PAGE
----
• Marie-Jeanne Valet

Ice Hunt, by James Rollins - A Blizzard of Bad Things


Here at the ShortStoryTeller, we are huge fans of Michael Crichton. HUGE FANS. Each new Sparrow thriller tries to match Crichton’s dedication to research and credibility.


Alas, Crichton is no longer with us. So we are always on the search for new techno-thrillers to keep us going. It was with this goal in mind that I tried out James Rollins’s Ice Hunt.


How does Rollins measure up to Crichton? Let’s find out.


Spoiler-Free Summary

An international team aboard an expeditionary submarine spots an abandoned Soviet research station and decides to investigate.


A Russian admiral with a secret mission embarks to intercept them aboard an attack submarine.


And a former commando, current game warden in Alaska, dealing with divorce and coping with personal tragedy, rescues a reporter who was being flown in to join the international research team.


Soon the scientific team discovers frozen monsters and buried secrets in the station, code-named ‘Grendel.’ The Russian military might be on their way to destroy the station and all of the mysteries it holds. The Russians are definitely intent on killing the reporter… but why?


Rollins keeps the intense pace going, from page one until the very end, through the military gunfights and ambushes, mutant monsters hidden in the underground darkness of the station, and the ever-present threat of blizzards and solar flares that have isolated all of the characters in this environment.


The Characters: 3 Out Of 5 Stars

Listen, I had pretty much identified this rating as soon as I met the deaf girl.


I’m a fan of representing disabled characters in stories like this. But Rollins didn’t really give Dr. Reynolds her fair representation.


She still participates in conversation and group discussion completely normally. Sure, she can read lips—but in group discussions, everyone tends to talk at once, and somehow she can listen to all of them.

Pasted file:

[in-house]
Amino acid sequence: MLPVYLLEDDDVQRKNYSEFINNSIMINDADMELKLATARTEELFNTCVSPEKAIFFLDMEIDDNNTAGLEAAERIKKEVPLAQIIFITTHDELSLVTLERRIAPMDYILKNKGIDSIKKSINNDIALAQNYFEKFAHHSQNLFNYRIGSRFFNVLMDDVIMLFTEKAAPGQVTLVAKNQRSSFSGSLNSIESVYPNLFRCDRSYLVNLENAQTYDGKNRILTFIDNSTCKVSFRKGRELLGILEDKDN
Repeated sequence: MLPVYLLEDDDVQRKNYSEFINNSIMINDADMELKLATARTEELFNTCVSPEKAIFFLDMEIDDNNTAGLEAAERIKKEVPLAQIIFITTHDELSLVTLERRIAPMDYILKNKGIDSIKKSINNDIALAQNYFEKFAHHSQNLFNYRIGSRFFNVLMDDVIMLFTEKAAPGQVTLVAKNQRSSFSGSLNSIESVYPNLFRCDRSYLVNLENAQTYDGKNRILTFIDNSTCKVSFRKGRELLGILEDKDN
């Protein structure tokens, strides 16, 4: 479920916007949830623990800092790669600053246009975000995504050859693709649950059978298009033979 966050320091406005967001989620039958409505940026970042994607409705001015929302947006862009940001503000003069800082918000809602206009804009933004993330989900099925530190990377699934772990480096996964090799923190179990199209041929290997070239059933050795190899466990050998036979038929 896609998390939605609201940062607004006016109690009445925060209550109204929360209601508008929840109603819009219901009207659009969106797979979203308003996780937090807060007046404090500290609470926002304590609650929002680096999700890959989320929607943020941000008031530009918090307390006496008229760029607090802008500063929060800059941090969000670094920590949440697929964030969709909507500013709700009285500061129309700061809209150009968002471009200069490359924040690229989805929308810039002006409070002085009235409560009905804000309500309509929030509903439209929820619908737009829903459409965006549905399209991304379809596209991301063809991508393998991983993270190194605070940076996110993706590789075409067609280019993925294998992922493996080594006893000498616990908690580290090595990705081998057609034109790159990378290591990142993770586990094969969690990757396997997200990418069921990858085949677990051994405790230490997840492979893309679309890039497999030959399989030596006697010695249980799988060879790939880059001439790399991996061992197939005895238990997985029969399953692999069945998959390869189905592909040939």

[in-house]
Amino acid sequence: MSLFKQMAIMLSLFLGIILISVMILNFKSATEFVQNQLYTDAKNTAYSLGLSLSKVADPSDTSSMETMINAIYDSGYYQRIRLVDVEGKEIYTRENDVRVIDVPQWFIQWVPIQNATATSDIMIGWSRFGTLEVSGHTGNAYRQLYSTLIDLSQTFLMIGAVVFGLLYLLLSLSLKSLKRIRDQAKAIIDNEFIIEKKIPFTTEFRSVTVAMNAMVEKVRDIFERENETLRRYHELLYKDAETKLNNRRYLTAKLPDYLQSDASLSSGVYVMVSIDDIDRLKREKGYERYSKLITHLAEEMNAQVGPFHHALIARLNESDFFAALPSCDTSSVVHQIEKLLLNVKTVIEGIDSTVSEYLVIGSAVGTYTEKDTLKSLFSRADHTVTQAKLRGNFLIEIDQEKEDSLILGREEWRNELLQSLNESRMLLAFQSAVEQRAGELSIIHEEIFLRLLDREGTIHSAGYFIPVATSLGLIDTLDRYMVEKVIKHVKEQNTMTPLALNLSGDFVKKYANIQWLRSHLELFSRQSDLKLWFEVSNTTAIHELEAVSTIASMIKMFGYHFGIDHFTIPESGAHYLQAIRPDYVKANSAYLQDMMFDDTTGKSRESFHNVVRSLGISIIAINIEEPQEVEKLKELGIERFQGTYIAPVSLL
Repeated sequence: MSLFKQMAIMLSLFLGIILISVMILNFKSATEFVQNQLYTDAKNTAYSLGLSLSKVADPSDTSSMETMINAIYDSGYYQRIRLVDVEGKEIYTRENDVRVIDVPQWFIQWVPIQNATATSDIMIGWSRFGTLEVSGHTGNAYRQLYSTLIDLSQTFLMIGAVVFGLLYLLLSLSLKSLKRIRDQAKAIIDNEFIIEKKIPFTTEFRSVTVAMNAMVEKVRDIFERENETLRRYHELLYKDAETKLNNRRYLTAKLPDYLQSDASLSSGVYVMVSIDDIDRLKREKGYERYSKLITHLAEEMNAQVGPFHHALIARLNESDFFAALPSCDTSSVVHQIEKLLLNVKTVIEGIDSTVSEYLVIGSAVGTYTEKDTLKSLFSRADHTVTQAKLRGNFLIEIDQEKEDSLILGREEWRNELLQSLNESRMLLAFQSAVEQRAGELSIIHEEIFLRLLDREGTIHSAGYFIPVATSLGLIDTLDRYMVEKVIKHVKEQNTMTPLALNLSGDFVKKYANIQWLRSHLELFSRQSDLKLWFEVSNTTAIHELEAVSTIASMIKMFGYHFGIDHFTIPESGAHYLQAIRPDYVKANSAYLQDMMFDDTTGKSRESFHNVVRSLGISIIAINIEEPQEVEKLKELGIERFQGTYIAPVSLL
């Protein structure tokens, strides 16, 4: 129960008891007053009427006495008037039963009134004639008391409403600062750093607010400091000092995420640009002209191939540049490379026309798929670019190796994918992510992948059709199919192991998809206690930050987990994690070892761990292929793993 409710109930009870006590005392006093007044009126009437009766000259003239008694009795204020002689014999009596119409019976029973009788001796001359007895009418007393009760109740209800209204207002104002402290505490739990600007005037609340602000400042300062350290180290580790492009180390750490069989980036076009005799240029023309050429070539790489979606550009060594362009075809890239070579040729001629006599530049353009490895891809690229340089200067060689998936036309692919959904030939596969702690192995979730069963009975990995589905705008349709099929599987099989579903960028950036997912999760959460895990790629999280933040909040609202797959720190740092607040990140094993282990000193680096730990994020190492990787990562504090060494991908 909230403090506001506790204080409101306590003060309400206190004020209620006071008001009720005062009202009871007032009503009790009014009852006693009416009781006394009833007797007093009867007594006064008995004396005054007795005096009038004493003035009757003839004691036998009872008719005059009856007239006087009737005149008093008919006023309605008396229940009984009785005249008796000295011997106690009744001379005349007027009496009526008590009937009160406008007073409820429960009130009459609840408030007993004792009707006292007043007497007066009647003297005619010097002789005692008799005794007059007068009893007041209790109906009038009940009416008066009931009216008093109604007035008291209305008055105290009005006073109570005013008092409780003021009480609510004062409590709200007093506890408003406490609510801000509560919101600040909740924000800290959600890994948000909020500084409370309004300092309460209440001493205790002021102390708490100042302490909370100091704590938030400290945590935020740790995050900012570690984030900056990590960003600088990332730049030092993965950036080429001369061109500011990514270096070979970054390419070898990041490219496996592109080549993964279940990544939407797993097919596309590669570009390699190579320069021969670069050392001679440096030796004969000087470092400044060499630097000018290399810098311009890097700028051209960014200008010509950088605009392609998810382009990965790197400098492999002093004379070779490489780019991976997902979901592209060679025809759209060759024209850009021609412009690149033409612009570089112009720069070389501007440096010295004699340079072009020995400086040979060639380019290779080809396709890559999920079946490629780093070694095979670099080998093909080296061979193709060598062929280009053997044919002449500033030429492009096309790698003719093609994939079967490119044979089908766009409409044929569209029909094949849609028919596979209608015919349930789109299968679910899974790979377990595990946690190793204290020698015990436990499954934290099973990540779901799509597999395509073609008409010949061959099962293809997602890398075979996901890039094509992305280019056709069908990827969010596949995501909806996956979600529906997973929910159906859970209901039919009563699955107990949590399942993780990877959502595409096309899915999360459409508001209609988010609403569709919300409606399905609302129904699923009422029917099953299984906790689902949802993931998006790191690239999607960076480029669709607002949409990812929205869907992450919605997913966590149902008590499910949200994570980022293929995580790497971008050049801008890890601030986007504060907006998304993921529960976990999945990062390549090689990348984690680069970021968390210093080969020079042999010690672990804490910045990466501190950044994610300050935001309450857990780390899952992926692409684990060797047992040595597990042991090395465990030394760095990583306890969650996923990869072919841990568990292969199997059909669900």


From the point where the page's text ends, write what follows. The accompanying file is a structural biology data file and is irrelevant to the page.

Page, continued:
She uses a walkie talkie with a superhuman sense of touch, detecting the speaker vibrations. She can also sense subsonic whale communication.


This rating also came down due to the unrealistic portrayal of the military, which is all too common in these kinds of books. If you read the Amazon reviews of this book, this is a complaint that comes up frequently.



However, the rating came back up because the characters are easily relatable. It’s easy to identify with the grief of a parent who has lost a child, or a woman who wants to prove her capability to her father.


The Science: 3 Out Of 5 Stars

The reason I love Crichton so much is because his scientific research is so airtight. His books are instantly credible, and you never question whether the impossible plot elements are possible because Crichton makes everything scientifically possible.


Rollins, like so many other techno-thriller authors, doesn’t bother with this kind of research.


A quick Google inquiry will tell you that ‘SONAR’ stands for ‘sound navigation and ranging.’ If creatures are using sound for communication, that’s called talking. ‘Communicating through sonar?’ REALLY? That's unnecessarily scientific.


Simple mistakes, like assuming that bear mace is more potent than self-defense pepper spray, would be forgivable. Unfortunately, you have to forgive the author on nearly every page for these assumptions.


The Action: 5 Out Of 5 Stars

Here’s where the author really shines. The action is pretty intense throughout the book, and you’ll find yourself flipping pages and always continuing to the next chapter.


You’ll feel the rancid, hot breath of monstrous creatures, and shudder in fear.


You’ll worry that the characters won’t be able to escape the Russians, or survive the chase scenes, or live through the fire fights.


Rollins steadily increases the stakes in each chapter. Although I was listening to this book on audio, I found it hard to press the pause button.


I think you’ll find it hard to stop reading/listening also.


The Recommendation: 4 / 5 Stars.

Listen, I know that not many other readers get hung up on plausible science and realistic characters.


Most readers want characters they can identify with. And Ice Hunt gives you relatable characters.


Most readers want non-stop action and thrills. Ice Hunt delivers monsters, Russian soldiers, and rocket-propelled grenades.


Rollins is no Crichton. But Ice Hunt is an exciting, fast-paced read that I think most readers will really enjoy.


If you’ve read other books by James Rollins, comment below and give us your recommendations! And if you are looking for a techno-thriller with more consistent characters and better-researched science, go get Carried Away, Sparrow’s pandemic thriller!




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